This post was difficult to write, for a number of reasons. It’s ironic, but writing about comedy can be distinctly unfunny. Is there anything more humourless than picking apart a joke to explain how it works?Comedy is a matter of personal taste. Take my comedy touchstones, for example: films like Monty Python, Airplane!, Anchorman, Four … Continue reading Humour in D&D
Do you have deities in your campaign? How many? What are they called? What are their portfolios? Are they active in the world or mysterious and withdrawn? For some DMs, deities are one of the most enjoyable aspects of world-building: a fun way to define their setting. For others, gods and demigods are just a … Continue reading Gods in D&D
In my previous post, I examined the origins of the 5th edition Monster Manual and concluded that D&D was much less ‘European’ than might be supposed. Of the 215 monsters I looked at, around half, maybe more, originated elsewhere, and many, perhaps a third, were an invention of the game itself. I see this claim … Continue reading How Medieval is D&D?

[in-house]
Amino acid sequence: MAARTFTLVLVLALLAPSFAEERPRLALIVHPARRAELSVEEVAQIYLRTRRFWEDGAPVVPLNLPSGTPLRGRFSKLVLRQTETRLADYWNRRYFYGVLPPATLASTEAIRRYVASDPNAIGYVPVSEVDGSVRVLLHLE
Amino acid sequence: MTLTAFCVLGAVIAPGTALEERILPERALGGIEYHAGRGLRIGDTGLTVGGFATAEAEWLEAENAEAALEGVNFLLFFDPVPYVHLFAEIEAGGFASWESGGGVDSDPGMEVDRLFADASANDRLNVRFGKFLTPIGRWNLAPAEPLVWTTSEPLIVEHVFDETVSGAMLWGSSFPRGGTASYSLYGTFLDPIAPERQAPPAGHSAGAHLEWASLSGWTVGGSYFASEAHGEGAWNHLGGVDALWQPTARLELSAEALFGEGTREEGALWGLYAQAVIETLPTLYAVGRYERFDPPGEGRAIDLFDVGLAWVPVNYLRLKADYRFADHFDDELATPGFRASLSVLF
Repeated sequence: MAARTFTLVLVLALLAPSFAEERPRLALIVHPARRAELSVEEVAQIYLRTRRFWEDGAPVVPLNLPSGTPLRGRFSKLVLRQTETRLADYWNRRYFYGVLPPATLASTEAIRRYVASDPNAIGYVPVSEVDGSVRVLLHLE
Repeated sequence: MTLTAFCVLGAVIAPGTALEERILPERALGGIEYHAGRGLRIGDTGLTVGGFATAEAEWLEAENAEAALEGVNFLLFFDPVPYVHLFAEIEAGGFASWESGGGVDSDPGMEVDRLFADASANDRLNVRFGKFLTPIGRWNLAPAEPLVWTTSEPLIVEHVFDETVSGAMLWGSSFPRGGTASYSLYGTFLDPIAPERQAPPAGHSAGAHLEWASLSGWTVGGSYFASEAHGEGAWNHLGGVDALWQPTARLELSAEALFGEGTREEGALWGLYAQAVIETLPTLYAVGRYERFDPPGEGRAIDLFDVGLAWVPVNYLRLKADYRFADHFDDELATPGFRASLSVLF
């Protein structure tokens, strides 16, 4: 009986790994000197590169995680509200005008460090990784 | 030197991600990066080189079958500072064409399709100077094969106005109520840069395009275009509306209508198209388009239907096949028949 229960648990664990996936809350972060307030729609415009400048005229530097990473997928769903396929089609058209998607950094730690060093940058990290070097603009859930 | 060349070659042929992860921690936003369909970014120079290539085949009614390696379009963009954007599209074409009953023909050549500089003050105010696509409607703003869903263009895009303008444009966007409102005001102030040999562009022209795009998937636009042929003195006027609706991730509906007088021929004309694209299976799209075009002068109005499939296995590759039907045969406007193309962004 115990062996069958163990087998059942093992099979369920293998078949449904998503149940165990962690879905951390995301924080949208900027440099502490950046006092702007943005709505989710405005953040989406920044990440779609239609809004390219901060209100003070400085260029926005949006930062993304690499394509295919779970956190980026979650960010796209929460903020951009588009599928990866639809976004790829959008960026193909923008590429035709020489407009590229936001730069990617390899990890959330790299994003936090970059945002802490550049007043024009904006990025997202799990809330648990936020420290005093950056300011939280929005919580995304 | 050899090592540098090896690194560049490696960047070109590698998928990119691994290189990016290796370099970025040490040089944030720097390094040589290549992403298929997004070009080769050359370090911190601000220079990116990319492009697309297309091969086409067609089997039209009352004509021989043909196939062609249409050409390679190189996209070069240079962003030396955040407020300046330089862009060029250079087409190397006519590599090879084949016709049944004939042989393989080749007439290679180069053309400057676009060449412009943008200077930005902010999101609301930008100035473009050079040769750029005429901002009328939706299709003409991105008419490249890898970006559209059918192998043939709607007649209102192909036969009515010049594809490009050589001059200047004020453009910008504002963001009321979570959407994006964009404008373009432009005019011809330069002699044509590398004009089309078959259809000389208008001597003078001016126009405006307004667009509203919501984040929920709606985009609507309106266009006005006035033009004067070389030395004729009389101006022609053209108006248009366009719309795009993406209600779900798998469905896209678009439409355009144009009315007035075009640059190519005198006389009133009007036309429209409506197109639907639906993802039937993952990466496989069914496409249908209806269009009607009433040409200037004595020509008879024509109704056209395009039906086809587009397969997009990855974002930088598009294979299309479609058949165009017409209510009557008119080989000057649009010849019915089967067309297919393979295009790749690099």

There are some quite contentious claims out there about the origins of D&D’s creature catalogue. Was D&D inspired primarily by Tolkien and European folklore, for example, or was it more international? How many monsters did Gary Gygax invent, and how many are based on real-life mythologies?
The Tomb Raider games achieve a really nice balance between several different gameplay elements: exploration, puzzles, stealth, and, of course, combat. And these are all elements you can embrace in D&D!
D&D has always worked on the assumption that adventurers work together as a group. Which group, then, works best? With at least twelve character classes to choose from, and a gamut of subclasses, it’s not a straightforward question.